Mosquitoland by David Arnold | Book Review
Mosquitoland is a coming of age story with psychological intrigue. This novel follows a teen girl, who now lives with her father but so badly wants to see her mother that she runs away, by bus, back to the town she thinks her mother might still live. We follow her through every twist and turn she takes and each situation she manages to get herself into along the way.
The characters are amazing. You feel for each one of them as they go through each of their own issues throughout the book. Even the side characters are quite well thought out and have their own psychological issues that are brought up throughout Mim's interactions with them. I thought they worked so well as a group and you both love and hate different people all at the best times.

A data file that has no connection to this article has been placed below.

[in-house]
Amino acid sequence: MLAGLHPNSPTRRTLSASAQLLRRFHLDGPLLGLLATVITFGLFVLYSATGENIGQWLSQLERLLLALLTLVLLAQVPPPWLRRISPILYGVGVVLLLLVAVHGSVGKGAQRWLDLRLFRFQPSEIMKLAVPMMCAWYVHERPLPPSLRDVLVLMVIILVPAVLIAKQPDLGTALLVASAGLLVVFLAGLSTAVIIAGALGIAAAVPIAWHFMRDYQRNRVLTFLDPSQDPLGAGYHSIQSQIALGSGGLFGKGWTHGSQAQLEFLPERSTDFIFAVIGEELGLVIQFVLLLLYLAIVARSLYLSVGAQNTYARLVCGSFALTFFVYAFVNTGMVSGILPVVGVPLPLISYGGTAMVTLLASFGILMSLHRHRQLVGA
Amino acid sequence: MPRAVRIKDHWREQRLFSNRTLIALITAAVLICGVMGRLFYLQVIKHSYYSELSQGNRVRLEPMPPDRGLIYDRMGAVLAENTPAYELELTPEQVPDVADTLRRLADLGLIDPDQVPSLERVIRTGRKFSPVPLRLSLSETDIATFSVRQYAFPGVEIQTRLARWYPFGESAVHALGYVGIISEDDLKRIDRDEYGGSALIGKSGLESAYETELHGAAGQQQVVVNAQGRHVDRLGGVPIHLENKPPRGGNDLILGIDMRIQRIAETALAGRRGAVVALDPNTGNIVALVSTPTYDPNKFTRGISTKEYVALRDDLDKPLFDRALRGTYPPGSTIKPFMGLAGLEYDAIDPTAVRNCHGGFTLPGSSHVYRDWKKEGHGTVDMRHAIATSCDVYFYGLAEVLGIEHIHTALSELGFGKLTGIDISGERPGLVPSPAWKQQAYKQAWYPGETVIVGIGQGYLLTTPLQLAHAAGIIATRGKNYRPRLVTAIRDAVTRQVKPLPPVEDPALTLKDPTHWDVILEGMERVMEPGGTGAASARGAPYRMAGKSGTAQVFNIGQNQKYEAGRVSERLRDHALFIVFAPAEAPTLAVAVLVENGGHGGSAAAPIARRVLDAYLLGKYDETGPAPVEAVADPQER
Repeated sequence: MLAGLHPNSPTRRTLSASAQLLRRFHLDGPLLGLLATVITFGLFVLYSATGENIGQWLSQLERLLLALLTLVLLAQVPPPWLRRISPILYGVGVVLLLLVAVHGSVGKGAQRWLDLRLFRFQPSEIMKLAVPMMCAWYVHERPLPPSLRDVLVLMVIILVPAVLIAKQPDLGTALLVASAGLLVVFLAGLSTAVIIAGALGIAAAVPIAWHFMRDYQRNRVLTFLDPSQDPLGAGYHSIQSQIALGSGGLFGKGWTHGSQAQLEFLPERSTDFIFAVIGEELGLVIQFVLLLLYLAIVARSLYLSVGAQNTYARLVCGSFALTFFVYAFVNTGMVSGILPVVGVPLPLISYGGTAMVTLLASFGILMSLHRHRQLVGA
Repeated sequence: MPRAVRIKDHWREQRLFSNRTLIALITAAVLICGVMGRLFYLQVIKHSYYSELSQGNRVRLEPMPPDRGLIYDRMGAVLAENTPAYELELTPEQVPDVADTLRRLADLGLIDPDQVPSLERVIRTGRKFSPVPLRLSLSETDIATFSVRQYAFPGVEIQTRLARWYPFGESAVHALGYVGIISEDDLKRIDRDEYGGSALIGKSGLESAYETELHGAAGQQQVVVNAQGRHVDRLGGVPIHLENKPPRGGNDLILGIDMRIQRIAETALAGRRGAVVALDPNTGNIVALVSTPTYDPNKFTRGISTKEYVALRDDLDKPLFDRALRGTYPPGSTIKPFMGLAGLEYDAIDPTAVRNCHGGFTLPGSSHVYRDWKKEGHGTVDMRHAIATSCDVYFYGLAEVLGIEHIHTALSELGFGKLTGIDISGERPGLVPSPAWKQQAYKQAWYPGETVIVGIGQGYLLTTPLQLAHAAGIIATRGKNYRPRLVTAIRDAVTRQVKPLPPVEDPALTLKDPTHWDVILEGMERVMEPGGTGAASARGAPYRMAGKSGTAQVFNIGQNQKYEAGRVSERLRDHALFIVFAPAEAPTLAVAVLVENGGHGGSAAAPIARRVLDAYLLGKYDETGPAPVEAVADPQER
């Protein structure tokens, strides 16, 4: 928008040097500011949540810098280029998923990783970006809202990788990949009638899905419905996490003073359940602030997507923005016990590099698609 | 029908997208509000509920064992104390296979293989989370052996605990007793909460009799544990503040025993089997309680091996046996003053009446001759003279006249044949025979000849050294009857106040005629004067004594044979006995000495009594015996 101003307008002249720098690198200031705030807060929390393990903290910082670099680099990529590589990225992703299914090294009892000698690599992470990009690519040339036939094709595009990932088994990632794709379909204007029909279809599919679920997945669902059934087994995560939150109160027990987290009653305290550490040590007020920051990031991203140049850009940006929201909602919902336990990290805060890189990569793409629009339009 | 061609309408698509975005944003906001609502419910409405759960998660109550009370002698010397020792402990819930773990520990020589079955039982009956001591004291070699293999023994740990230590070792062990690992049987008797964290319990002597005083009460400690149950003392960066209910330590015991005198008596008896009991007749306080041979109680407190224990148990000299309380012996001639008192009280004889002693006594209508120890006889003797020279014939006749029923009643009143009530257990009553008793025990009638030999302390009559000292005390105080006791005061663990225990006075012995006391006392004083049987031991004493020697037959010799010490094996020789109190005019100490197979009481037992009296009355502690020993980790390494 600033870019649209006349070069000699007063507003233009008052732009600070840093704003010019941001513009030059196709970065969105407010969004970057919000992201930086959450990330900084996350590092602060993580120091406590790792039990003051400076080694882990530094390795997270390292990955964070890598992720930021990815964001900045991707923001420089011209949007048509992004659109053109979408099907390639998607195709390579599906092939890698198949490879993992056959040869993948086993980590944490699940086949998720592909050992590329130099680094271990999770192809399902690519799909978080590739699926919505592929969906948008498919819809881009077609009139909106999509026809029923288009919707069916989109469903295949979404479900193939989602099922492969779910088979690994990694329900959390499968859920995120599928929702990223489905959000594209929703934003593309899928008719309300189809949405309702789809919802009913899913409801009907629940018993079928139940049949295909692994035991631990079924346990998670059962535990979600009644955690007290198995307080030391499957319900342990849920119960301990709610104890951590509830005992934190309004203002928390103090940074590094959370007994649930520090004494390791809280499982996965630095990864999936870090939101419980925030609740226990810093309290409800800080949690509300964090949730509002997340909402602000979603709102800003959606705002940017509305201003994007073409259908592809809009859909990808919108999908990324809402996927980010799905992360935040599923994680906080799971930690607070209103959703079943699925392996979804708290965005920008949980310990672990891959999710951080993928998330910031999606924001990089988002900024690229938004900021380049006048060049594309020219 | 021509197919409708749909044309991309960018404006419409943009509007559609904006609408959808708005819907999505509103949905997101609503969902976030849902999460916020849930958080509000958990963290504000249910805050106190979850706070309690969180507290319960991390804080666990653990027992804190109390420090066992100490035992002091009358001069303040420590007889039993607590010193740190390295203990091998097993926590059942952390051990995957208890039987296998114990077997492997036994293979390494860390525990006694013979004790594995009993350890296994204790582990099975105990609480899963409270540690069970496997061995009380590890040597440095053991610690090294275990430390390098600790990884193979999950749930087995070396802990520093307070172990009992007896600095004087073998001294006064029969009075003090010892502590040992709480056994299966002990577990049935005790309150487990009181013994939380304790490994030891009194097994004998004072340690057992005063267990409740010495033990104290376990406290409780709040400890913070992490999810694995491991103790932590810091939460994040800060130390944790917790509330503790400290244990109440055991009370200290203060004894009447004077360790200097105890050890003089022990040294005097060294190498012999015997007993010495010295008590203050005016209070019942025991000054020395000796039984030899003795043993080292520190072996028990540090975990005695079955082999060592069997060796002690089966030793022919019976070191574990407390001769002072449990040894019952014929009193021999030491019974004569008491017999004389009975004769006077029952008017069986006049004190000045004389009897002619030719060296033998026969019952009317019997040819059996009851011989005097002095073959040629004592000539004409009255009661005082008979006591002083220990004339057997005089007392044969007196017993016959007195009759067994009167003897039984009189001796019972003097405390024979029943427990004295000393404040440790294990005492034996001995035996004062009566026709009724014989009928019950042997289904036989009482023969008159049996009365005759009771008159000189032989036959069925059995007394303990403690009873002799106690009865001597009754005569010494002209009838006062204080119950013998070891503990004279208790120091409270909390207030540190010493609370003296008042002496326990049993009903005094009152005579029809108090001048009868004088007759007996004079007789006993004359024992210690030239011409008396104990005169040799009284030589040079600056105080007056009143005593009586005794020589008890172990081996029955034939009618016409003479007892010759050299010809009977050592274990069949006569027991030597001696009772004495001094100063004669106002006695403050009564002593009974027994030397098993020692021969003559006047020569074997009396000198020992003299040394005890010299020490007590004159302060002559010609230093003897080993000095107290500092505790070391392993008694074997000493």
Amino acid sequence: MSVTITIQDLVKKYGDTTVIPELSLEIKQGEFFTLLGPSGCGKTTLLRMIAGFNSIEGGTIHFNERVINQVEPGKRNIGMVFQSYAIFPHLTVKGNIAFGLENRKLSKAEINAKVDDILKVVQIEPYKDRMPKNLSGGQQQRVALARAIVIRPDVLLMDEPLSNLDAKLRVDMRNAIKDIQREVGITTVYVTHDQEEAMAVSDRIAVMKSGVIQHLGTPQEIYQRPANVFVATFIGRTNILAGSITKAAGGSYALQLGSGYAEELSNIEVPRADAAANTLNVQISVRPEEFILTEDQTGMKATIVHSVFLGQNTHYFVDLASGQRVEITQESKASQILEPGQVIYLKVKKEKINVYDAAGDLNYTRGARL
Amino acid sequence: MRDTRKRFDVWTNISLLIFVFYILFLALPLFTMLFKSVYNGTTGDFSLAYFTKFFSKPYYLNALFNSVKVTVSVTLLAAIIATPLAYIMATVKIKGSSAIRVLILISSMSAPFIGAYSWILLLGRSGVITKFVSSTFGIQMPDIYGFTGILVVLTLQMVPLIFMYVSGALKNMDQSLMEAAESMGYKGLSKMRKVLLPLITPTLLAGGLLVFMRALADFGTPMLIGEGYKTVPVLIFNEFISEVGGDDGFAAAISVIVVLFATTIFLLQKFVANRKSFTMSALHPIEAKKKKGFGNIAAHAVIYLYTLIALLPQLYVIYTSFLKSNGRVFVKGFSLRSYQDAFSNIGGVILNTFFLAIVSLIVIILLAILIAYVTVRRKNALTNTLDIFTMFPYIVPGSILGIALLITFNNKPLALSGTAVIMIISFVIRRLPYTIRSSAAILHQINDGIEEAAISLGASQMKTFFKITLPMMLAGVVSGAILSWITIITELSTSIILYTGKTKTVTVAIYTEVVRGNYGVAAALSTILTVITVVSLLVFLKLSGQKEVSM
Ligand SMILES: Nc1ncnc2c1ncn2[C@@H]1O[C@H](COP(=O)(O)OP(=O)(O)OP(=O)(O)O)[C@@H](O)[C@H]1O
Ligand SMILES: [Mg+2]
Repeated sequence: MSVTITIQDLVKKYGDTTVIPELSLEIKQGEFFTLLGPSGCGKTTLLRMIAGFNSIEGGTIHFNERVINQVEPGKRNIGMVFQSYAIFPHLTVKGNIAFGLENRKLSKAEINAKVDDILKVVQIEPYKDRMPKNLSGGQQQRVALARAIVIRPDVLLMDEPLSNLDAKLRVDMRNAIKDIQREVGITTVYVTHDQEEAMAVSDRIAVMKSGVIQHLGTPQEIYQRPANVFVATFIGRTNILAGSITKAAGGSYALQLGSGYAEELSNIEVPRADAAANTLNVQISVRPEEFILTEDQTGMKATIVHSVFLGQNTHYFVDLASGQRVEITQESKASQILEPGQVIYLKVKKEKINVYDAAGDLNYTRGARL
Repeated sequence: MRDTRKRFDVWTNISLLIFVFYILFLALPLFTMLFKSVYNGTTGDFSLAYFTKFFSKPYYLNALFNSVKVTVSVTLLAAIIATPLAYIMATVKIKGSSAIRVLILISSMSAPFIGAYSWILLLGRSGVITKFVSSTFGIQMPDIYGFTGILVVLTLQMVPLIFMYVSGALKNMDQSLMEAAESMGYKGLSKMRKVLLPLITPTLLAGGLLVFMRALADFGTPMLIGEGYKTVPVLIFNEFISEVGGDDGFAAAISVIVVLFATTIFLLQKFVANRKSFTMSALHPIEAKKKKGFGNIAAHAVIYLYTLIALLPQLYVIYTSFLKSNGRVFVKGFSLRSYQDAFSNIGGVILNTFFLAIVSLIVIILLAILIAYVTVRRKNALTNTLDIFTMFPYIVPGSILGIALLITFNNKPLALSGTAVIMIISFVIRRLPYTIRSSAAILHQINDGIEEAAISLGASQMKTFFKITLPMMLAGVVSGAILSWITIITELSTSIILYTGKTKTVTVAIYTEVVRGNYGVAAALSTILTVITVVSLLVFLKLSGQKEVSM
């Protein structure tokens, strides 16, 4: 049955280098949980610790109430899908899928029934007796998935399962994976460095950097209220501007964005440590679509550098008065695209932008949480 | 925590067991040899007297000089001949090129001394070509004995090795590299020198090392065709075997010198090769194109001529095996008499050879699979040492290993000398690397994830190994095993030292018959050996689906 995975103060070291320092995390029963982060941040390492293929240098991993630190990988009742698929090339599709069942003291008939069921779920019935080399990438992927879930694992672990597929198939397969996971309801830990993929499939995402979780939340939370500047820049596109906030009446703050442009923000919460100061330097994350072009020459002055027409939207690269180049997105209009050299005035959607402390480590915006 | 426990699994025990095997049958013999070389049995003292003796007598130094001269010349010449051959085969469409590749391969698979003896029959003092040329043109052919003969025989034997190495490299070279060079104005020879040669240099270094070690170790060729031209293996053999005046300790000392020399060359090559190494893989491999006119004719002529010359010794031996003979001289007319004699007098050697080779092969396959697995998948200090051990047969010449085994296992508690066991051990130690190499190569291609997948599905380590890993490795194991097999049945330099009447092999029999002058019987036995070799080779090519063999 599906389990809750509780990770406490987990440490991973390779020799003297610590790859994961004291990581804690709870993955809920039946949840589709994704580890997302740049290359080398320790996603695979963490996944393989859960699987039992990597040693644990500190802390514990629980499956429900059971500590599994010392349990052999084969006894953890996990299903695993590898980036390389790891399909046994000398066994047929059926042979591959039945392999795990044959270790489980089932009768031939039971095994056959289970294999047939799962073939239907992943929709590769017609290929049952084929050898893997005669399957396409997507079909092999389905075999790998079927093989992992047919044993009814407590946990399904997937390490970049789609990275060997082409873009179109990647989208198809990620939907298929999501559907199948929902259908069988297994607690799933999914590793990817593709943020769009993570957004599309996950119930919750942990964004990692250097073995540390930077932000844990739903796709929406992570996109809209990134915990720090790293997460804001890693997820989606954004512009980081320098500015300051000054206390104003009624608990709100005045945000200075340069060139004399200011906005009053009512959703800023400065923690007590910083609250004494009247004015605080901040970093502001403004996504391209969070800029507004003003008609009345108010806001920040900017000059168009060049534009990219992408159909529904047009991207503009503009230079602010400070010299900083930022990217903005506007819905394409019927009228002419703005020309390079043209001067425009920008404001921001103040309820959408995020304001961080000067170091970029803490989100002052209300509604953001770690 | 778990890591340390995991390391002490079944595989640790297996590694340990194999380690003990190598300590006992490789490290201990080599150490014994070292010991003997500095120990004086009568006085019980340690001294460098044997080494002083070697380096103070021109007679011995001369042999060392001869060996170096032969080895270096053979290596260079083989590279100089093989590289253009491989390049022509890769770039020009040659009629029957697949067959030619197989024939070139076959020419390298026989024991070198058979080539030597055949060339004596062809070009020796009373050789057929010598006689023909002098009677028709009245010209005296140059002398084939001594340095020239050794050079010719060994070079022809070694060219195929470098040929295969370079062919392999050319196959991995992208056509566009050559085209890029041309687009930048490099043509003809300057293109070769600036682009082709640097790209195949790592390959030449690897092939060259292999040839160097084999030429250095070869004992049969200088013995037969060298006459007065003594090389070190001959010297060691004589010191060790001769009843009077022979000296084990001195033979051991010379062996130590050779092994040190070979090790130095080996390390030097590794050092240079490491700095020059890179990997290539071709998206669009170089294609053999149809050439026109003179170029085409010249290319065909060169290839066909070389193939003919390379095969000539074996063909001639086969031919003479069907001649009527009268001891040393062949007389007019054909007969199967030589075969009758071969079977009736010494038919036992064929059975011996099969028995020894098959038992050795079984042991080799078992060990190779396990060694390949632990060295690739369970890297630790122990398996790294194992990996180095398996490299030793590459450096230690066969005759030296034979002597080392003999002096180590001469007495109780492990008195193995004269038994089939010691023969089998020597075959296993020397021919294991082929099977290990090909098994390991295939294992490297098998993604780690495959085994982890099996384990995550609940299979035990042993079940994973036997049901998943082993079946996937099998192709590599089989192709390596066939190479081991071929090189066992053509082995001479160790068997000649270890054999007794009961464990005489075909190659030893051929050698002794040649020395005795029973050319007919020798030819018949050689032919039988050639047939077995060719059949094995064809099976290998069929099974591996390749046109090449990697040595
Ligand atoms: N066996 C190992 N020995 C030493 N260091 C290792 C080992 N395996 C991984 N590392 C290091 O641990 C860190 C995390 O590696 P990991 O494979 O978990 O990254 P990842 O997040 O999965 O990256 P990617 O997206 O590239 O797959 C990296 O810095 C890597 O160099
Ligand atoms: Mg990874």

The style of writing is also really well done. It's conversational, so I feel like I'm there or being told by Mim herself. It’s not often I read a book by a man that is narrated from the perspective of a teen girl, but it did not disappoint. Not once did I think that what Mim did was something no teen girl would do, nor did anything she do seem stereotypical of a teenage girl.
If you love a great story about travelling across the country and making friends along the way, check this one out.
I'm finding I love novels that have any kind of psychological aspect to them. They make not only the characters more deep, but they make me think more about why people do the things they do.
Mosquitoland does deal with schizophrenia, depression and rape, so just a fair warning before you dive in.
I will definitely be keen to read more of David Arnold's work as he is an amazing writer.
Thanks to Hachette Australia for the e-book for review.